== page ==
The case for healthcare job creation gets stronger if you consider that much of the September growth outside of healthcare was credited to the end of a two-week strike in August affecting about 45,000 telecommunications workers at Verizon. If those returning Verizon workers were factored out of the September growth, then healthcare would be responsible for 75% of the 58,000 new jobs in the economy for the month.
Those are jobs -- and voters -- in 50 states, in every city, in every town. With an election year looming, and at a when Republicans and Democrats say they are making job creation a top priority, AHA/ANA is making sure these lawmakers – and the public -- understand who is creating the jobs, and why their success shouldn't be messed with.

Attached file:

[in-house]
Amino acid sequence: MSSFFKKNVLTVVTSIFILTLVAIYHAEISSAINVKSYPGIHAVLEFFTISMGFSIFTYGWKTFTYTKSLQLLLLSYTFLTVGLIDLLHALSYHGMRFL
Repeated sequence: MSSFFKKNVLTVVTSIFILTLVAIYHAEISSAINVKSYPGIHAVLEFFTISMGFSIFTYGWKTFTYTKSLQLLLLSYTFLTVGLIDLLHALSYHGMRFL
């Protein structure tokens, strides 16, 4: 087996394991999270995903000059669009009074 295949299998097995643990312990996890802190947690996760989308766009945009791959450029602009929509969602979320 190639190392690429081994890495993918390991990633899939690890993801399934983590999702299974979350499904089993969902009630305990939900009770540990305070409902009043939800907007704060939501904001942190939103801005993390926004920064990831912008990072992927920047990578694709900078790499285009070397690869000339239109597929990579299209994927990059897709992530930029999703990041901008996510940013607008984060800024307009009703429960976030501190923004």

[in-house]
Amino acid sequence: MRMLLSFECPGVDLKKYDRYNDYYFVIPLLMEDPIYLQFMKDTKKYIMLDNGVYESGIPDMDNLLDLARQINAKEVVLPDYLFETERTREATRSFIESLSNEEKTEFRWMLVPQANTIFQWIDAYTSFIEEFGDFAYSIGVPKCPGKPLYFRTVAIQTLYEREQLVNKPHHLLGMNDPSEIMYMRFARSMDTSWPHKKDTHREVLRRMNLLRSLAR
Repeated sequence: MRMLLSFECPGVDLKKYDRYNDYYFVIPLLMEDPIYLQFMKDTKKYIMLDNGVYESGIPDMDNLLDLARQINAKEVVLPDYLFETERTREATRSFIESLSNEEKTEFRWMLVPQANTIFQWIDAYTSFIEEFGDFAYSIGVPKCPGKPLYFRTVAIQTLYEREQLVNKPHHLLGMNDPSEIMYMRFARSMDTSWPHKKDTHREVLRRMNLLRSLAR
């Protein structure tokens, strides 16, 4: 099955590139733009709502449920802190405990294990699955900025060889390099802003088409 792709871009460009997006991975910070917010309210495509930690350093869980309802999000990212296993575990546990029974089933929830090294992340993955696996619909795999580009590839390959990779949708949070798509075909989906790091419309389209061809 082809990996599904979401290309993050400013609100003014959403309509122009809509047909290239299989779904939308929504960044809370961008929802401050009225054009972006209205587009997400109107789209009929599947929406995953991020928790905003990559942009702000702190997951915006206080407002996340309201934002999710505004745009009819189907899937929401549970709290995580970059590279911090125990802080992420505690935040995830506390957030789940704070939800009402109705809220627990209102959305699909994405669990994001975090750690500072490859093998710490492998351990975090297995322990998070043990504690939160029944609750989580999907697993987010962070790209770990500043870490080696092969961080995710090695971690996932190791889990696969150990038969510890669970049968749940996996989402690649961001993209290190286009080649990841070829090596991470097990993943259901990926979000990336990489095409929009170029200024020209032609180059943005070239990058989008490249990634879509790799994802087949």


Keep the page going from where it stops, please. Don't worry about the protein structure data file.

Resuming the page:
The AHA has estimated that the 2% reduction in Medicare payments that would be imposed automatically on Jan. 1, 2012 if the Super Committee can't come up with mandated budget cuts would cost hospitals about $41 billion through 2021. With labor consuming more than two-thirds of hospital spending, AHA says its calculations show that Medicare cuts would cost nearly 200,000 hospital jobs over the next decade.
You can argue whether or not the growth in healthcare sector jobs is good for everyone outside of healthcare. That job growth, after all, plays a part in fueling the nation's runaway and unsustainable healthcare expenditures, which now account for about 18% of gross domestic product.
That is a legitimate argument. But that is policy. This is politics. This is about defending your turf. This is about protecting your interests. It's a fight that hospitals and nurses can take to every home district in Congress. It's smart.